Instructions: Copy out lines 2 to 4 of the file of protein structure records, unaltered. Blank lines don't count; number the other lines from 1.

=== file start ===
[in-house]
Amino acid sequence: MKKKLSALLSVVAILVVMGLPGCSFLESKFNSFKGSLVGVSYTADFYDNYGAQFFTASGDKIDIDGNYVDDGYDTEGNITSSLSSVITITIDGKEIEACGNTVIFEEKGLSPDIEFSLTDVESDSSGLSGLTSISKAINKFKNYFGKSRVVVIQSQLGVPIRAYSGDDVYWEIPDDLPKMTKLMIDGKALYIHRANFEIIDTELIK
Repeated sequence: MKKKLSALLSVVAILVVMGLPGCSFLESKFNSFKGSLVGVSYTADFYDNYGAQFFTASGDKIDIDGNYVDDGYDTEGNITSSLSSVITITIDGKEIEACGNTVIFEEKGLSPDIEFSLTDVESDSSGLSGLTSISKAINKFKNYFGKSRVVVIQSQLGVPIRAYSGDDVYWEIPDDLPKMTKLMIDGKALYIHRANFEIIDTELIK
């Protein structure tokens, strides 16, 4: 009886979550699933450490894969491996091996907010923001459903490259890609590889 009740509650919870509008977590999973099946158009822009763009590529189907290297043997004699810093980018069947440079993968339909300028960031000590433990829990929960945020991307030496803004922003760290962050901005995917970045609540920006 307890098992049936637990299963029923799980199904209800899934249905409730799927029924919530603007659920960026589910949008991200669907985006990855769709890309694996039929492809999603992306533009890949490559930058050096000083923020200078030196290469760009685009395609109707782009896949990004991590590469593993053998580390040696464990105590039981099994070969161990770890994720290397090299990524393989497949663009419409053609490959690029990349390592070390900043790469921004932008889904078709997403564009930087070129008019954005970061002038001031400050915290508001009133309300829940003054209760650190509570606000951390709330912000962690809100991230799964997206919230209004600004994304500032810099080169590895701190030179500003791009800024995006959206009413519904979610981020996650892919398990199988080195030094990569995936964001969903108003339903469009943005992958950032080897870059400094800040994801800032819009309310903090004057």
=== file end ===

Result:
Amino acid sequence: MKKKLSALLSVVAILVVMGLPGCSFLESKFNSFKGSLVGVSYTADFYDNYGAQFFTASGDKIDIDGNYVDDGYDTEGNITSSLSSVITITIDGKEIEACGNTVIFEEKGLSPDIEFSLTDVESDSSGLSGLTSISKAINKFKNYFGKSRVVVIQSQLGVPIRAYSGDDVYWEIPDDLPKMTKLMIDGKALYIHRANFEIIDTELIK
Repeated sequence: MKKKLSALLSVVAILVVMGLPGCSFLESKFNSFKGSLVGVSYTADFYDNYGAQFFTASGDKIDIDGNYVDDGYDTEGNITSSLSSVITITIDGKEIEACGNTVIFEEKGLSPDIEFSLTDVESDSSGLSGLTSISKAINKFKNYFGKSRVVVIQSQLGVPIRAYSGDDVYWEIPDDLPKMTKLMIDGKALYIHRANFEIIDTELIK
């Protein structure tokens, strides 16, 4: 009886979550699933450490894969491996091996907010923001459903490259890609590889 009740509650919870509008977590999973099946158009822009763009590529189907290297043997004699810093980018069947440079993968339909300028960031000590433990829990929960945020991307030496803004922003760290962050901005995917970045609540920006 307890098992049936637990299963029923799980199904209800899934249905409730799927029924919530603007659920960026589910949008991200669907985006990855769709890309694996039929492809999603992306533009890949490559930058050096000083923020200078030196290469760009685009395609109707782009896949990004991590590469593993053998580390040696464990105590039981099994070969161990770890994720290397090299990524393989497949663009419409053609490959690029990349390592070390900043790469921004932008889904078709997403564009930087070129008019954005970061002038001031400050915290508001009133309300829940003054209760650190509570606000951390709330912000962690809100991230799964997206919230209004600004994304500032810099080169590895701190030179500003791009800024995006959206009413519904979610981020996650892919398990199988080195030094990569995936964001969903108003339903469009943005992958950032080897870059400094800040994801800032819009309310903090004057």